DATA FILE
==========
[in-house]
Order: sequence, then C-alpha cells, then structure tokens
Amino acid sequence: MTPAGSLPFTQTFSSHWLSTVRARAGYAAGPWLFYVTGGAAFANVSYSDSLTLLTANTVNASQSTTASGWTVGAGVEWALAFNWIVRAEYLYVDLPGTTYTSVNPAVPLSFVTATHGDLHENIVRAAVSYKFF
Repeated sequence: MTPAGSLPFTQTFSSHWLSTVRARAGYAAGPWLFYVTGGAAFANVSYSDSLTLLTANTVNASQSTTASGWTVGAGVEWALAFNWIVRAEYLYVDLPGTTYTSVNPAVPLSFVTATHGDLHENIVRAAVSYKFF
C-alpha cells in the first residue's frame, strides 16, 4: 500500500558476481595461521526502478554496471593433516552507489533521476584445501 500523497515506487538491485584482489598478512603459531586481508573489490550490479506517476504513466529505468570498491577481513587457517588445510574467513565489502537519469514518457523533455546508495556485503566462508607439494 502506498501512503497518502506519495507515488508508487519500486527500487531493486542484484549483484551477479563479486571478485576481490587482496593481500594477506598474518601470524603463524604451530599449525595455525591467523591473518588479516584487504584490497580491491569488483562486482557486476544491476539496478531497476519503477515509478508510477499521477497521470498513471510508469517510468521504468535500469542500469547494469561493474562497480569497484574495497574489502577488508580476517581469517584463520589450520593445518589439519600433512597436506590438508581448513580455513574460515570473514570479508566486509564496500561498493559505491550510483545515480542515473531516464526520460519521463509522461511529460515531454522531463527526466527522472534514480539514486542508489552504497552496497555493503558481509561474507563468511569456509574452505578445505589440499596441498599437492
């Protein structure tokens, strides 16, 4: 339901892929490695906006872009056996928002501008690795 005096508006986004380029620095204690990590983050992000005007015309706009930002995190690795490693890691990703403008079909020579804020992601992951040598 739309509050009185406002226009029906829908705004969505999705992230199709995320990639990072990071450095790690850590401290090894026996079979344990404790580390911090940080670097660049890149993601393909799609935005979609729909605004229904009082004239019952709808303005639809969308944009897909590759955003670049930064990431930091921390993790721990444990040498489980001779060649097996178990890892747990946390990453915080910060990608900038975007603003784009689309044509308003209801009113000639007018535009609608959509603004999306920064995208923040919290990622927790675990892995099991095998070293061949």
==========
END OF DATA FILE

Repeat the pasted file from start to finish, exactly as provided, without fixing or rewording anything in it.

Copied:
[in-house]
Order: sequence, then C-alpha cells, then structure tokens
Amino acid sequence: MTPAGSLPFTQTFSSHWLSTVRARAGYAAGPWLFYVTGGAAFANVSYSDSLTLLTANTVNASQSTTASGWTVGAGVEWALAFNWIVRAEYLYVDLPGTTYTSVNPAVPLSFVTATHGDLHENIVRAAVSYKFF
Repeated sequence: MTPAGSLPFTQTFSSHWLSTVRARAGYAAGPWLFYVTGGAAFANVSYSDSLTLLTANTVNASQSTTASGWTVGAGVEWALAFNWIVRAEYLYVDLPGTTYTSVNPAVPLSFVTATHGDLHENIVRAAVSYKFF
C-alpha cells in the first residue's frame, strides 16, 4: 500500500558476481595461521526502478554496471593433516552507489533521476584445501 500523497515506487538491485584482489598478512603459531586481508573489490550490479506517476504513466529505468570498491577481513587457517588445510574467513565489502537519469514518457523533455546508495556485503566462508607439494 502506498501512503497518502506519495507515488508508487519500486527500487531493486542484484549483484551477479563479486571478485576481490587482496593481500594477506598474518601470524603463524604451530599449525595455525591467523591473518588479516584487504584490497580491491569488483562486482557486476544491476539496478531497476519503477515509478508510477499521477497521470498513471510508469517510468521504468535500469542500469547494469561493474562497480569497484574495497574489502577488508580476517581469517584463520589450520593445518589439519600433512597436506590438508581448513580455513574460515570473514570479508566486509564496500561498493559505491550510483545515480542515473531516464526520460519521463509522461511529460515531454522531463527526466527522472534514480539514486542508489552504497552496497555493503558481509561474507563468511569456509574452505578445505589440499596441498599437492
């Protein structure tokens, strides 16, 4: 339901892929490695906006872009056996928002501008690795 005096508006986004380029620095204690990590983050992000005007015309706009930002995190690795490693890691990703403008079909020579804020992601992951040598 739309509050009185406002226009029906829908705004969505999705992230199709995320990639990072990071450095790690850590401290090894026996079979344990404790580390911090940080670097660049890149993601393909799609935005979609729909605004229904009082004239019952709808303005639809969308944009897909590759955003670049930064990431930091921390993790721990444990040498489980001779060649097996178990890892747990946390990453915080910060990608900038975007603003784009689309044509308003209801009113000639007018535009609608959509603004999306920064995208923040919290990622927790675990892995099991095998070293061949």